Where’d You Go, Bernadette, Maria Semple’s second novel, is as much of a darkly humorous satire of modern-day Seattle as it is a heart-warming tale of a daughter who refuses to give up on her mother. Bernadette’s daughter, Bee, pieces together the weeks before her mother’s mysterious disappearance through a series of letters, emails, handwritten exchanges, conversations, and even a transcript of a TED talk in an epistolary delight that is positively flawless.
Bee has done extremely well in school; her eighth grade report card is full of top scores and glowing comments, and she has been offered early admission at the prestigious boarding school her mother attended. Her parents allow her to choose her reward and, to Bernadette’s horror, Bee chooses a three-week cruise to Antarctica. Bernadette has crippling agoraphobia and prefers to isolate herself from the community, so three weeks ‘in captivity’ is her idea of a nightmare. But her devotion to her daughter wins over and Bernadette begins planning the trip with a little help from Manjula Kapoor, her virtual personal assistant on the other side of the world. Planning the trip sets in motion a chaotic series of events that ultimately lead to the inexplicable disappearance of Bernadette.
Bernadette is an eccentric, genius personality placed in an environment not conducive to her creativity. In short, she feels isolated, and her social anxieties have drastically increased during her time living in Seattle. When Bernadette takes issue with something she simply doesn’t let it go and her razor-sharp quips about Seattle are what makes Semple’s novel so deeply hilarious. Her cracks about Seattle extend to its residents and focus primarily on her neighbour, Audrey, and the other ‘gnats’ (read: other parents) at her daughter’s school, the socially progressive Galer Street School. What starts as a domestic issue involving blackberries spirals out of control in a pointed and yet warmly packaged attack at privileged communities and their tendency to blow trivial issues out of proportion. The irony that Semple and her family call Seattle home is not lost, I assure you.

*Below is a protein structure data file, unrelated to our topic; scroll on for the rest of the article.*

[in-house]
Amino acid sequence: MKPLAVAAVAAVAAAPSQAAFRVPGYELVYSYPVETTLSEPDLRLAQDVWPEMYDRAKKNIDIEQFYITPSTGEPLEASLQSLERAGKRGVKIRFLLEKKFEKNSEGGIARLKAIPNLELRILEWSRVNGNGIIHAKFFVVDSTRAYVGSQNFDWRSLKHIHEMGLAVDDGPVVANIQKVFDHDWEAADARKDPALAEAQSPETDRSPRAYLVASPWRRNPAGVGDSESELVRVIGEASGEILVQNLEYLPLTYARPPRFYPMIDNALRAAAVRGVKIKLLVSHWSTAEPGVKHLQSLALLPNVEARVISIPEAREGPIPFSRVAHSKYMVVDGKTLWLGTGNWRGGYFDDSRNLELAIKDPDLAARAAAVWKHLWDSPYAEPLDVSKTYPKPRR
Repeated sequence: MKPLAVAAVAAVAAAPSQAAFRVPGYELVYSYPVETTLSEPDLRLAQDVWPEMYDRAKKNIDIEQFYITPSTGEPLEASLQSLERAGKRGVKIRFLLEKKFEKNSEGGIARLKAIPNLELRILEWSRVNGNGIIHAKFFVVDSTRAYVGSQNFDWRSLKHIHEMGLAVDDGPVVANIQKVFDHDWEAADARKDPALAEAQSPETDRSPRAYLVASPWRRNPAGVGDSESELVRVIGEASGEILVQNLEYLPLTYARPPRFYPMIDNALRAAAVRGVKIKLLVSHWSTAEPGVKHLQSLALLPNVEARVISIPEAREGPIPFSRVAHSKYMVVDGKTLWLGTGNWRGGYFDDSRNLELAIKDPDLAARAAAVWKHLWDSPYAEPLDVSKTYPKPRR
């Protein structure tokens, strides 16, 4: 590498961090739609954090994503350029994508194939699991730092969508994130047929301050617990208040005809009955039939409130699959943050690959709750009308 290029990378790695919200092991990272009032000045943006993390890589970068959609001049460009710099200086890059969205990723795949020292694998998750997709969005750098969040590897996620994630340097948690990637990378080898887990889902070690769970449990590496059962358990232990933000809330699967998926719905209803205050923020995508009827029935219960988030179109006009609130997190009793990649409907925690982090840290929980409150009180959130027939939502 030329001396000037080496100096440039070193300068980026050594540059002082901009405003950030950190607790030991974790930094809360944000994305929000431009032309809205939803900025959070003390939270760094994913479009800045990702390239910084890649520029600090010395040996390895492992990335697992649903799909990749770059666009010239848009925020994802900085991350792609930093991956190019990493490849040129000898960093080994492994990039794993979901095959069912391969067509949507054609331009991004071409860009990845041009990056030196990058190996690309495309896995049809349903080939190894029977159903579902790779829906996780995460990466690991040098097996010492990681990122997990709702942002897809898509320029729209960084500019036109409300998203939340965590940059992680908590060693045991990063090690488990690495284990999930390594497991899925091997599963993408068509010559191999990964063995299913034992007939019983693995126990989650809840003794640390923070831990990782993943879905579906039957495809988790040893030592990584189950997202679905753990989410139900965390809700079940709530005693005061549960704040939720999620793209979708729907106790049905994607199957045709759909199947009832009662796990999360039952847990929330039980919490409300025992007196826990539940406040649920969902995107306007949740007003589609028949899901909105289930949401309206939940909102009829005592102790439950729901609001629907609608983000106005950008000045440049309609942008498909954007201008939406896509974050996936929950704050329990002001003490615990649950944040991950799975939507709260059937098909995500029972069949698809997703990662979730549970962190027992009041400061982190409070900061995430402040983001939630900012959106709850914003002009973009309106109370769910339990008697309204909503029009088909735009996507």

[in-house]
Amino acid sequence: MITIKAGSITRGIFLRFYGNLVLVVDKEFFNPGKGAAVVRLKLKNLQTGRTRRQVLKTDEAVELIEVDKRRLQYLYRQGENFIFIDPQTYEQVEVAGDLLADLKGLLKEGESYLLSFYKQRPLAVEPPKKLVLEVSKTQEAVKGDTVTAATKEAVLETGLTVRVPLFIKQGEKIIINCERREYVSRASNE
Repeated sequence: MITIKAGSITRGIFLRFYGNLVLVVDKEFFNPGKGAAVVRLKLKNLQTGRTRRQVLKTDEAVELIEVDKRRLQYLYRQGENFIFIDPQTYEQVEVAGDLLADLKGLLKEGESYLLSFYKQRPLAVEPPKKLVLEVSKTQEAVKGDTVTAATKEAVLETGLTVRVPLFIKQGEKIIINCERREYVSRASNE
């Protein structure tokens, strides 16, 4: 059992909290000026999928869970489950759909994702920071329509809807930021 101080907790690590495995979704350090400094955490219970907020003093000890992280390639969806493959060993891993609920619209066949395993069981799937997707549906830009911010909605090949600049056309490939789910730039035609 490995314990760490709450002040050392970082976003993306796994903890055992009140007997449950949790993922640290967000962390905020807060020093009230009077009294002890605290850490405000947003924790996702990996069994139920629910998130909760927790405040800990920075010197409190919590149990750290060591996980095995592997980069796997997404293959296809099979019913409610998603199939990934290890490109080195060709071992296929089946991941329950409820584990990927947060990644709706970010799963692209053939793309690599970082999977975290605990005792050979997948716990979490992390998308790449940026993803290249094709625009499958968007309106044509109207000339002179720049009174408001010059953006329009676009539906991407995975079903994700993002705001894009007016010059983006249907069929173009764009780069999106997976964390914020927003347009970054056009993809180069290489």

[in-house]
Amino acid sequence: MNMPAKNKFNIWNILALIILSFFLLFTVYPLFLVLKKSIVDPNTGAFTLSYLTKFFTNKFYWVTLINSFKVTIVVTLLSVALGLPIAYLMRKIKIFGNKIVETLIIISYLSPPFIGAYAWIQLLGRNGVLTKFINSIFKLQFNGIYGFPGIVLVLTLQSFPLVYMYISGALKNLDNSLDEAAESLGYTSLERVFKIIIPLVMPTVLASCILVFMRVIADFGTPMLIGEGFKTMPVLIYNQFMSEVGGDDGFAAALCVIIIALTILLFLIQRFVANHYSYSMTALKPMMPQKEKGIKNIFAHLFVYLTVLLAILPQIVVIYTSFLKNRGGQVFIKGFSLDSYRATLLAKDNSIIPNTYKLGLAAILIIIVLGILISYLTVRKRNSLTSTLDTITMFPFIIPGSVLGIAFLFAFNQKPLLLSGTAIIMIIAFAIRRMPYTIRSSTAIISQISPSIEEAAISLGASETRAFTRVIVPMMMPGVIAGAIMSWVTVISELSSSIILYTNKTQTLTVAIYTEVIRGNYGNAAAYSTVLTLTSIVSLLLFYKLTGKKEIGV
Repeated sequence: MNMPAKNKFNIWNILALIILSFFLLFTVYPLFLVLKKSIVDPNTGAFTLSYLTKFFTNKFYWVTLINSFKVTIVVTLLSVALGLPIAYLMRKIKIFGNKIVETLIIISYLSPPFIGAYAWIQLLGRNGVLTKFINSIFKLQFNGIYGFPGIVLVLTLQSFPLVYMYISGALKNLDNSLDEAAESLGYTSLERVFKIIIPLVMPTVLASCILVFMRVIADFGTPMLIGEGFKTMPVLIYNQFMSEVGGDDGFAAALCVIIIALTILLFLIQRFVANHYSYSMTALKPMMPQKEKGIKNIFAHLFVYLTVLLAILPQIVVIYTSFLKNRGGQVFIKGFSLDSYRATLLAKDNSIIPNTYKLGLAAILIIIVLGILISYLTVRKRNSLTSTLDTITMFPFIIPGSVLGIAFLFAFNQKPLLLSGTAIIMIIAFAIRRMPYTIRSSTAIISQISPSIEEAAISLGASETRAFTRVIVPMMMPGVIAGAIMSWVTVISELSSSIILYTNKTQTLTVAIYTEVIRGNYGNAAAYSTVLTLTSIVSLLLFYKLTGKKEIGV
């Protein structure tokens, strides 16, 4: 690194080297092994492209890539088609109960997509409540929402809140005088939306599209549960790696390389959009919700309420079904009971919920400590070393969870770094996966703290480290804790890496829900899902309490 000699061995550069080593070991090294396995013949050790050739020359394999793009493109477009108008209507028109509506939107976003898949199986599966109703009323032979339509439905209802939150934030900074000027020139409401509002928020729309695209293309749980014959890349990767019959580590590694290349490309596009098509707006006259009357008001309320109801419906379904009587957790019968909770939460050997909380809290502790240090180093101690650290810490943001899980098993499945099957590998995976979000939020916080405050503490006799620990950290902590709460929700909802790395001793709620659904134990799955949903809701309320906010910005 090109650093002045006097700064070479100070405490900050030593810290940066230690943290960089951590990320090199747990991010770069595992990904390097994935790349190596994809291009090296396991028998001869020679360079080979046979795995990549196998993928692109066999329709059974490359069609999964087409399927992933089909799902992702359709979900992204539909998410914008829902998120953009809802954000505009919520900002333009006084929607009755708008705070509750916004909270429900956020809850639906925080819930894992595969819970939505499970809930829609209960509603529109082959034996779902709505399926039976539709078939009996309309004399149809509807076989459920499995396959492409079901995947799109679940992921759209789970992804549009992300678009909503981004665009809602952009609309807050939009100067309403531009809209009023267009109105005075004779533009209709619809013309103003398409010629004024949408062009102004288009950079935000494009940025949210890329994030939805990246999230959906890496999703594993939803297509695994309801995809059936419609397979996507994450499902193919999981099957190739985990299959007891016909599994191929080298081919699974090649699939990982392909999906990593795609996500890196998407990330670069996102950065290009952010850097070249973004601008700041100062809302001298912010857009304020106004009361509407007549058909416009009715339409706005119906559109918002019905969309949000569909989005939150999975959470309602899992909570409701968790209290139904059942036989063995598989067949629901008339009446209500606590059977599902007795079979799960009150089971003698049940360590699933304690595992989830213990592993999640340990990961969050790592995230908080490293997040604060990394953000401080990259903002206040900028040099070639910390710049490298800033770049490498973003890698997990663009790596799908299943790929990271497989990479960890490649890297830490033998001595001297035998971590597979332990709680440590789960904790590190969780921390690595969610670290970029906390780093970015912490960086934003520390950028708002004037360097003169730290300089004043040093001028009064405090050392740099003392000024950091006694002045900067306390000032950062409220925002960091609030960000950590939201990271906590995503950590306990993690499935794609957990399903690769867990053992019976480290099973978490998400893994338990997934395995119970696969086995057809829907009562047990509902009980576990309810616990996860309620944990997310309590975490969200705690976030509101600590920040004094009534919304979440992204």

Semple’s characters are the heroes of the novel. Almost everyone is smart and brilliant; especially Bernadette’s husband Elgin. He is Microsoft’s version of a rock star, a demigod, having delivered the fourth-most viewed TED talk of all time about a secret project that is close to Bill Gates’s heart. Bernadette adores Elgie, but has come to resent all that his company represents in Seattle – the painful corporate shtick stands in stark contrast to Bernadette’s younger years when she frugally constructed the ’20 Mile House’ – a house made from materials sourced within a 20 mile radius of the site of her house. Bernadette’s struggle to reconcile these two competing forces represents the novel’s overall battle between new and old knowledge, and whether or not they can peacefully coexist in modern society.
Where’d You Go, Bernadette isn’t always a light read. The characters, though magnificent, are complicated and realistically flawed. There is an affair, an unexpected pregnancy, and adolescent drug abuse. It’s real life, amplified, and Semple clearly isn’t afraid to tackle big issues. Thankfully, she does so with the poise and grace of an accomplished writer, making uncomfortable issues accessible to a wide audience. This accessibility is due largely to Semple’s skill as a screenwriter; having worked on television shows including Arrested Development and Mad About You. Her unwavering ability to command many opposing voices creates an ingenious and seamless narrative. Mixed media fiction has arrived in spectacular fashion, though readers will be hard pressed to find a better example from this emerging genre.
Semple’s sharp, imaginative and wickedly funny voice brings a clever and compelling story to life. It’s surprising and heartfelt, and an utter delight from start to finish.